Disruptive DAS: Smaller companies challenge traditional vendors

Just Home Property is an investment group that buys and operates residential apartment buildings in major metropolitan areas. The company owners are well aware that tenants want their smartphones to work in their apartments, and they also are well aware that wireless carriers will not pay to install distributed antennas in their buildings. But when Just Home looked at paying for the systems itself, it got quotes ranging from 70 cents to $3 per square foot.
“These are easily mid-six-digit projects,” said Just Home buyer Jeff Wachner. “There are a lot of square feet, even in relatively small apartment buildings.”
Systems integrators that design and build distributed antenna systems are running up against the same challenges, and cost is not the only obstacle for enterprises. Wireless Information Networks, which develops DAS for class A office buildings, said that building owners are confused about different technologies and capabilities.
“It’s a crazy time in the DAS industry,” said Andrew Maier, VP of emerging technologies at Wireless Information Networks. “The building owners … need help trying to decipher what’s going to be the appropriate path for the future. Really what we’re seeing is that no one really has a grasp on that yet.”
“Our value to our clients is really to provide clarity and help them from an educational perspective,” said WIN CEO Thomas Crotty. “I think that as the evolution of the technology takes place you’re going to see more and more solutions that are going to be germane to the tenant experience.”
New solutions
New solutions are coming from traditional DAS providers as well as from new entrants determined to deliver DAS at a price point that works for the enterprise buyer. Buildings of 50,000 to 500,000 square feet, the so-called “middleprise” buildings, are those that are big enough to need a DAS but not big enough to merit carrier investment. SOLiD, CommScope, Corning and other traditional DAS vendors are aggressively targeting this space, and so are smaller players like Whoop Wireless, Dali Wireless and Zinwave.
Whoop Wireless, formed by a merger of INcomm and Zone Access Technology, claims to have the first DAS developed specifically for the middleprise. Bob Butchko, Whoop’s VP of business development, said Whoop’s DAS solution was developed in Silicon Valley to target the enterprise buyer.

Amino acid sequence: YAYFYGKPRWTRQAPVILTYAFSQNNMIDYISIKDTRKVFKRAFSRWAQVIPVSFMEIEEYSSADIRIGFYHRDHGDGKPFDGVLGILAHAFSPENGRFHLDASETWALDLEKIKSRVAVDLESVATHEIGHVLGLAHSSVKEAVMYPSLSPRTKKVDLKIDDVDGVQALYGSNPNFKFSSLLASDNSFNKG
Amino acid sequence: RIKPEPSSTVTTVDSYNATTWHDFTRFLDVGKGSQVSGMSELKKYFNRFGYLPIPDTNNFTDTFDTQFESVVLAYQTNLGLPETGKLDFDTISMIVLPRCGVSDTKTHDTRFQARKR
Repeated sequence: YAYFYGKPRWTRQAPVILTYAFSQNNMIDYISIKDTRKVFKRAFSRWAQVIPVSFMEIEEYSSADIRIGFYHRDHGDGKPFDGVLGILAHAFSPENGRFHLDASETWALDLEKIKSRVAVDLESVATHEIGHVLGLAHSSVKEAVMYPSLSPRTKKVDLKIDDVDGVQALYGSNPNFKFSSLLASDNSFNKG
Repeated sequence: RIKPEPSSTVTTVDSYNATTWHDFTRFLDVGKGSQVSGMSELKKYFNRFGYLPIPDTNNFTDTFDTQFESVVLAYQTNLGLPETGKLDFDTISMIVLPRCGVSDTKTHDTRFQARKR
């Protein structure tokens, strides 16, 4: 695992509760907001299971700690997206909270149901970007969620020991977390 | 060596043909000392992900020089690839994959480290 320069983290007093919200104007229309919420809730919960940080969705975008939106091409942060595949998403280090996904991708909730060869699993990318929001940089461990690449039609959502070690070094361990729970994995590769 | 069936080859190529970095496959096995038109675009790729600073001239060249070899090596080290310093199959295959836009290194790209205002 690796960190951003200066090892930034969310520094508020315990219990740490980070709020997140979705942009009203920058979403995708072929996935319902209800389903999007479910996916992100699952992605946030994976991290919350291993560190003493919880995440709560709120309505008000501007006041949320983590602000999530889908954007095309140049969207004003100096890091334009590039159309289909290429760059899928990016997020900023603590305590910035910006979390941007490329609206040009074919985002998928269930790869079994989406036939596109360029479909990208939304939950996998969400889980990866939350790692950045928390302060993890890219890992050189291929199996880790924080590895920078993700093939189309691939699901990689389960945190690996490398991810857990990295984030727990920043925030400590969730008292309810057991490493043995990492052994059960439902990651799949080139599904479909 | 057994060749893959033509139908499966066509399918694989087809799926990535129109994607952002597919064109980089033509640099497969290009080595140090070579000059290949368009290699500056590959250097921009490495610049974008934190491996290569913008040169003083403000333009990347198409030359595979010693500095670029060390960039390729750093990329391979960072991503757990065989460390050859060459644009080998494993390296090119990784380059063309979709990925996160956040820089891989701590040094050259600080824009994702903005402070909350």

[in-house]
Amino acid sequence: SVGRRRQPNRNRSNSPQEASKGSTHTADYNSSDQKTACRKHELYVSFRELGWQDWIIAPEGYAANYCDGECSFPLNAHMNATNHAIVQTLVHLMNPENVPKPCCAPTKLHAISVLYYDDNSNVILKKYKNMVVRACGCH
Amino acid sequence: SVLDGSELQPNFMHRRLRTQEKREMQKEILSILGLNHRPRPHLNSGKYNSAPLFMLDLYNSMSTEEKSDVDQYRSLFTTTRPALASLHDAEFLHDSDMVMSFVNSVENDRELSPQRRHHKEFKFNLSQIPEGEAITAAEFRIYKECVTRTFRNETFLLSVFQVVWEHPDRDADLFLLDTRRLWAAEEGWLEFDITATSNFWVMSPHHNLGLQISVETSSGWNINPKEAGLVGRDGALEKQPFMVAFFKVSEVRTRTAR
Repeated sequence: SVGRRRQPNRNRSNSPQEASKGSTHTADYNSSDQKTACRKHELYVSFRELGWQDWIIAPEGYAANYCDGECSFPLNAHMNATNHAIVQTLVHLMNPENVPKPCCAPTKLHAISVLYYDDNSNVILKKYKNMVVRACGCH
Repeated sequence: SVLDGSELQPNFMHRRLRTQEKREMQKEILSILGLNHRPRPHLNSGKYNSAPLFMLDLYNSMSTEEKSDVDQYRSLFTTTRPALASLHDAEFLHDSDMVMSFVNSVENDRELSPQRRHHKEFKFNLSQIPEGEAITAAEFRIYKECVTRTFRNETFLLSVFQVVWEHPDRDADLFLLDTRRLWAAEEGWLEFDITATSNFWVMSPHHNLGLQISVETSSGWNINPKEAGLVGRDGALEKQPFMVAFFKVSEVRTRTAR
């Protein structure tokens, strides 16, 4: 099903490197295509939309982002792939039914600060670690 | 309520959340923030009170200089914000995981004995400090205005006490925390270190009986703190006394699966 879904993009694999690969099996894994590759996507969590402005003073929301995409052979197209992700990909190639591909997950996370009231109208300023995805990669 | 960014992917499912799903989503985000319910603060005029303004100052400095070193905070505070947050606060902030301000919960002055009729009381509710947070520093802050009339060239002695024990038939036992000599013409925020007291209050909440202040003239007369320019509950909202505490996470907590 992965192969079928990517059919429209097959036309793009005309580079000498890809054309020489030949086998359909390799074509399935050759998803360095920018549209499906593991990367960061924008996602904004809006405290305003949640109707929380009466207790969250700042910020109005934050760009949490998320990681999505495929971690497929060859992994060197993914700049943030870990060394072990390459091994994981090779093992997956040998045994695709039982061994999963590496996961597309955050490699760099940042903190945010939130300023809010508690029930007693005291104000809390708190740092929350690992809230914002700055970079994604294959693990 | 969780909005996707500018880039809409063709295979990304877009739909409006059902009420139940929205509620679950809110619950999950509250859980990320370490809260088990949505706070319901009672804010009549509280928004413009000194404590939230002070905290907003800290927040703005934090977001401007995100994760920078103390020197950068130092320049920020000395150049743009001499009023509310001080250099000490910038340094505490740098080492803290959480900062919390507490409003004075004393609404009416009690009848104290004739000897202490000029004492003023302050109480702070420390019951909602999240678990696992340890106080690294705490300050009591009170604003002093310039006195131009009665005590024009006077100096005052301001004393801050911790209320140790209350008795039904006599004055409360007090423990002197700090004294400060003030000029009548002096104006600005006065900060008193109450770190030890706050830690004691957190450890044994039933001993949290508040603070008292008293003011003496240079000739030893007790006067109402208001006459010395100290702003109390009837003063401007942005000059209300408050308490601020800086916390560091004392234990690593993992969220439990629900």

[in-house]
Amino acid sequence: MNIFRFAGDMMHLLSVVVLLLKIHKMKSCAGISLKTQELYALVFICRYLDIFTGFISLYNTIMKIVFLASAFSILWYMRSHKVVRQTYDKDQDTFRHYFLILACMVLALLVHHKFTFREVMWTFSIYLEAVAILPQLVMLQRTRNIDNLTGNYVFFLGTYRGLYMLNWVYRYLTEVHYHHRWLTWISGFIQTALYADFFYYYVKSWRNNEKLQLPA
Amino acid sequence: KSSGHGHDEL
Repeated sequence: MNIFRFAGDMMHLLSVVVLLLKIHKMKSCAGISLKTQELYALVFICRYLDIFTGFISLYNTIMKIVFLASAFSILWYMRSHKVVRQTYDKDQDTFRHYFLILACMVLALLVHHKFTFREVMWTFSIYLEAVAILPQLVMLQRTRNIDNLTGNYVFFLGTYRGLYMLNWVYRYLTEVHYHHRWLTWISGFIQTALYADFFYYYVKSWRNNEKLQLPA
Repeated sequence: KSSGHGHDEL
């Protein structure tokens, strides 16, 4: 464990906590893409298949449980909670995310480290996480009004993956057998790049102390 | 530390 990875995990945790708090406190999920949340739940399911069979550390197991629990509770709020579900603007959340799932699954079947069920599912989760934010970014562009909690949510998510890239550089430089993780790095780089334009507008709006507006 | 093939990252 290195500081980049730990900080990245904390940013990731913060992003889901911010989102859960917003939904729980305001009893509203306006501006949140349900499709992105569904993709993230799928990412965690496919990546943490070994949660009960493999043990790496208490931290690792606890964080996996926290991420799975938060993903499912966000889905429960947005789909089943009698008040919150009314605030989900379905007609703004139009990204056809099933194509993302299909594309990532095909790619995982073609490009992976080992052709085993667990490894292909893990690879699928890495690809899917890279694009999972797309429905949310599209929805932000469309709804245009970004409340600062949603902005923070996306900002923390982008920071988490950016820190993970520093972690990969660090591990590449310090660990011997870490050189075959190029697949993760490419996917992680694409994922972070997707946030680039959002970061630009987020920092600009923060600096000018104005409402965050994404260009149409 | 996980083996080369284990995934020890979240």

“Nobody’s made a product for the middleprise until now, and that’s what Whoop has done,” said Butchko. “From the ground up, from the very beginning, with no influence by the carriers or anyone else, we’ve built a DAS product for the enterprise.”
Butchko said Whoop has reduced the traditional DAS head-end to a $2,500 “cigar box size” device that can be mounted on a wall and connected to roof-mounted donor antennas. Cable connects the head-end to active indoor nodes equipped with low-noise amplifiers. Butchko said the entire system can be installed for less than $1 per square foot, and that operating costs are controlled by self-optimizing network technology that regulates power use.
Dali Wireless is another Silicon Valley company targeting the DAS market. The company was founded to digitize distributed antenna systems and it calls its solution an RF router. The company is currently designing and building an all-digital public safety DAS covering all five terminals at Dallas/Fort Worth International Airport.
Zinwave is a DAS vendor that has recently brought on new leadership as it targets the enterprise market. The company’s hardware converts RF signals to optical and then connects via fiber to its active point of interface, which is a miniature version of the traditional DAS head-end. Like Whoop Wireless, Zinwave offers a solution that can support all four major carriers.
“It’s a single platform that can cover all spectrum bands globally,” explained Zinwave CEO Scott Willis. “Because of that technology and the cost point it’s going to be a very attractive solution for the enterprise market segment.”
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*Reprinted with permission

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